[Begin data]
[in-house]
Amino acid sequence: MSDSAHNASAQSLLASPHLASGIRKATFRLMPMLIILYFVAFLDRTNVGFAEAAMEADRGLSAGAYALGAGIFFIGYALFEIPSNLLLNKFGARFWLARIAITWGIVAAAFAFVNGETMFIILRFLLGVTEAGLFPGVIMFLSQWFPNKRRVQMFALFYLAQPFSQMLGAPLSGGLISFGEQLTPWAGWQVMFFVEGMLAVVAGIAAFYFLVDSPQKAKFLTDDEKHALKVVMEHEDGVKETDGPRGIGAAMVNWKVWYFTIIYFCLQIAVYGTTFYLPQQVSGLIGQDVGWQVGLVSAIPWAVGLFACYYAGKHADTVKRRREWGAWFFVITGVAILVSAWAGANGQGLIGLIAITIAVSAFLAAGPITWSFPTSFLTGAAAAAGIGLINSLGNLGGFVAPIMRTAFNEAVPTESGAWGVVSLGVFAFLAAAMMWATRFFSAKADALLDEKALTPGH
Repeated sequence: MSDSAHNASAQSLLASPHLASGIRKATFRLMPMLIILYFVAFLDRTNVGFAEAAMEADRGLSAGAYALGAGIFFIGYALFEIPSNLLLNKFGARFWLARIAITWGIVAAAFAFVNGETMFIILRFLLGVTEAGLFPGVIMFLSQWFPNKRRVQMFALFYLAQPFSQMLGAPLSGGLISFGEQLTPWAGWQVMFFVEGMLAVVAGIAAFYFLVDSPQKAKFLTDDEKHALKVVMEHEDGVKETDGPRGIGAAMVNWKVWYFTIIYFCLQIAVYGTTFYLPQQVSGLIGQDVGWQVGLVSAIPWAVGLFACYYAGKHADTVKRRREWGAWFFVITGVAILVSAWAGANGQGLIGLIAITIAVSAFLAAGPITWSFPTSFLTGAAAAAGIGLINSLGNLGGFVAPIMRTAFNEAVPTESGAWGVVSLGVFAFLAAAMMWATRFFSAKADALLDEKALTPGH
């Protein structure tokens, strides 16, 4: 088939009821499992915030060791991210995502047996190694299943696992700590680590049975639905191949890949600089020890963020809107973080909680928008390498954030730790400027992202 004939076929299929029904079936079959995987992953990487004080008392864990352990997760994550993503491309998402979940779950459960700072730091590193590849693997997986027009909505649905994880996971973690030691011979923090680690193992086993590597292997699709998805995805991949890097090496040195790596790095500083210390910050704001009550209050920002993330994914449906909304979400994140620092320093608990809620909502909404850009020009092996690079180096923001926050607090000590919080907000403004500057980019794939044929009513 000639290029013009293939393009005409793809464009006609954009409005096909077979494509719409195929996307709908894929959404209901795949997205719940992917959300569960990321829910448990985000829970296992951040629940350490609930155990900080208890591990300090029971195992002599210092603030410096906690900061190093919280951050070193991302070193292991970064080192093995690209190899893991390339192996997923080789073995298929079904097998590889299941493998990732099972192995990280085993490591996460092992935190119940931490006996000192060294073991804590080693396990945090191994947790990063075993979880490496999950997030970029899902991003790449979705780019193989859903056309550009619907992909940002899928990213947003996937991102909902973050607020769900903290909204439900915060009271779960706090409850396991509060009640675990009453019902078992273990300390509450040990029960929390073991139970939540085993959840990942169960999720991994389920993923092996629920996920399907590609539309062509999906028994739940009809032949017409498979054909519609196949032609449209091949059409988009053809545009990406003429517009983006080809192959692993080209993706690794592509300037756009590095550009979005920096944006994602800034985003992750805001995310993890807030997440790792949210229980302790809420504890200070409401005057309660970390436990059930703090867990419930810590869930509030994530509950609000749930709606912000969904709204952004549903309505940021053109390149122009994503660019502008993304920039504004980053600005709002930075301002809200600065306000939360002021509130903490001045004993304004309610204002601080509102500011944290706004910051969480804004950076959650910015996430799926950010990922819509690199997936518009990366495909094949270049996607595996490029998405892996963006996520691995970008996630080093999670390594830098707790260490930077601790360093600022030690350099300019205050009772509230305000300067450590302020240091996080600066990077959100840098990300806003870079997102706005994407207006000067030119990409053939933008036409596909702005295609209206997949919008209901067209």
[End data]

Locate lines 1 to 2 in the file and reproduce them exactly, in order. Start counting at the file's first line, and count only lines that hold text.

[in-house]
Amino acid sequence: MSDSAHNASAQSLLASPHLASGIRKATFRLMPMLIILYFVAFLDRTNVGFAEAAMEADRGLSAGAYALGAGIFFIGYALFEIPSNLLLNKFGARFWLARIAITWGIVAAAFAFVNGETMFIILRFLLGVTEAGLFPGVIMFLSQWFPNKRRVQMFALFYLAQPFSQMLGAPLSGGLISFGEQLTPWAGWQVMFFVEGMLAVVAGIAAFYFLVDSPQKAKFLTDDEKHALKVVMEHEDGVKETDGPRGIGAAMVNWKVWYFTIIYFCLQIAVYGTTFYLPQQVSGLIGQDVGWQVGLVSAIPWAVGLFACYYAGKHADTVKRRREWGAWFFVITGVAILVSAWAGANGQGLIGLIAITIAVSAFLAAGPITWSFPTSFLTGAAAAAGIGLINSLGNLGGFVAPIMRTAFNEAVPTESGAWGVVSLGVFAFLAAAMMWATRFFSAKADALLDEKALTPGH